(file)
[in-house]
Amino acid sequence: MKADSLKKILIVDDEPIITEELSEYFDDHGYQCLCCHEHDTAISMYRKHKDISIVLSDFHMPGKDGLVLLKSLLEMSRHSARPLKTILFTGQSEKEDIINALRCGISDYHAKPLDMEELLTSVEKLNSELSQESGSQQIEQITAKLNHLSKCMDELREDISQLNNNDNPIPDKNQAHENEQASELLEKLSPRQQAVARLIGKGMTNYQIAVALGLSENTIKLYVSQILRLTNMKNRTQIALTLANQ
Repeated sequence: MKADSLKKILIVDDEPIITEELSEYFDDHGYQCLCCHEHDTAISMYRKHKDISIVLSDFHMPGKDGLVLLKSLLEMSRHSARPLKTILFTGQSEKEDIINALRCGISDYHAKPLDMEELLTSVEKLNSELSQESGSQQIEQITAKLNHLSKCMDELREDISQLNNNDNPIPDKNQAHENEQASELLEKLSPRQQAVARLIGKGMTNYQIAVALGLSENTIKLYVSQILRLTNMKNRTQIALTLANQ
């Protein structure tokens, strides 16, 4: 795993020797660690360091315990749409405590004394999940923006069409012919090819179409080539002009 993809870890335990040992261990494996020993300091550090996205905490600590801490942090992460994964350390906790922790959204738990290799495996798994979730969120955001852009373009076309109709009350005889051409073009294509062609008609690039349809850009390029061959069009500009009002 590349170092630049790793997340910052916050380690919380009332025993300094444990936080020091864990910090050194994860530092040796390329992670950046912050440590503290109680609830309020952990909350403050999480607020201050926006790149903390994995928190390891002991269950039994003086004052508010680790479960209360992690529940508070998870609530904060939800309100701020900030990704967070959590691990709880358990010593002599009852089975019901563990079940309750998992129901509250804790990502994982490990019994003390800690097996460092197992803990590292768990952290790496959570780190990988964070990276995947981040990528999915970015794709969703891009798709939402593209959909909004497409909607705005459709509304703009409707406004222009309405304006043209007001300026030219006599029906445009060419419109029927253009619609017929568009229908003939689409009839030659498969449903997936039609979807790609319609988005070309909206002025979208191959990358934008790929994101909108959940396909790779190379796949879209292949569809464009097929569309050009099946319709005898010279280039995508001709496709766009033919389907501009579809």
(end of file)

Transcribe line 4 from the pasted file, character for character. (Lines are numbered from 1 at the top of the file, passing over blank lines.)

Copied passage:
């Protein structure tokens, strides 16, 4: 795993020797660690360091315990749409405590004394999940923006069409012919090819179409080539002009 993809870890335990040992261990494996020993300091550090996205905490600590801490942090992460994964350390906790922790959204738990290799495996798994979730969120955001852009373009076309109709009350005889051409073009294509062609008609690039349809850009390029061959069009500009009002 590349170092630049790793997340910052916050380690919380009332025993300094444990936080020091864990910090050194994860530092040796390329992670950046912050440590503290109680609830309020952990909350403050999480607020201050926006790149903390994995928190390891002991269950039994003086004052508010680790479960209360992690529940508070998870609530904060939800309100701020900030990704967070959590691990709880358990010593002599009852089975019901563990079940309750998992129901509250804790990502994982490990019994003390800690097996460092197992803990590292768990952290790496959570780190990988964070990276995947981040990528999915970015794709969703891009798709939402593209959909909004497409909607705005459709509304703009409707406004222009309405304006043209007001300026030219006599029906445009060419419109029927253009619609017929568009229908003939689409009839030659498969449903997936039609979807790609319609988005070309909206002025979208191959990358934008790929994101909108959940396909790779190379796949879209292949569809464009097929569309050009099946319709005898010279280039995508001709496709766009033919389907501009579809």